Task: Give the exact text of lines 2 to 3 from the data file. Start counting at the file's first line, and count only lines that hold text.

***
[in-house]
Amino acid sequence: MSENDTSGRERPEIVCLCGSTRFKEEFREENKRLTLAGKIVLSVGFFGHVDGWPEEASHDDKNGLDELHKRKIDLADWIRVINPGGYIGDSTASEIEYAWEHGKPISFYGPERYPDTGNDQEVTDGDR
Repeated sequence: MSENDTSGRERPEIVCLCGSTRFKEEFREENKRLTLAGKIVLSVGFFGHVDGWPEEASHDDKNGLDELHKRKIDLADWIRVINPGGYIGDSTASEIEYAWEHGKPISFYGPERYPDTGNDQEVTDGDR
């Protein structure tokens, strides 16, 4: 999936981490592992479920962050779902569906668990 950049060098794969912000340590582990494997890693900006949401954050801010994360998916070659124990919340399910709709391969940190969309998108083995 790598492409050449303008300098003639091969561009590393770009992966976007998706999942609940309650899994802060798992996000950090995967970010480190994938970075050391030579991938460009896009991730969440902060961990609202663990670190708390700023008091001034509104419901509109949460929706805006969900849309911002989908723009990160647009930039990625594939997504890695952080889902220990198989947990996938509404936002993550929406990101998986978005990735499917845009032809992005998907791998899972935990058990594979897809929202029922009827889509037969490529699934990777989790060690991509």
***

Amino acid sequence: MSENDTSGRERPEIVCLCGSTRFKEEFREENKRLTLAGKIVLSVGFFGHVDGWPEEASHDDKNGLDELHKRKIDLADWIRVINPGGYIGDSTASEIEYAWEHGKPISFYGPERYPDTGNDQEVTDGDR
Repeated sequence: MSENDTSGRERPEIVCLCGSTRFKEEFREENKRLTLAGKIVLSVGFFGHVDGWPEEASHDDKNGLDELHKRKIDLADWIRVINPGGYIGDSTASEIEYAWEHGKPISFYGPERYPDTGNDQEVTDGDR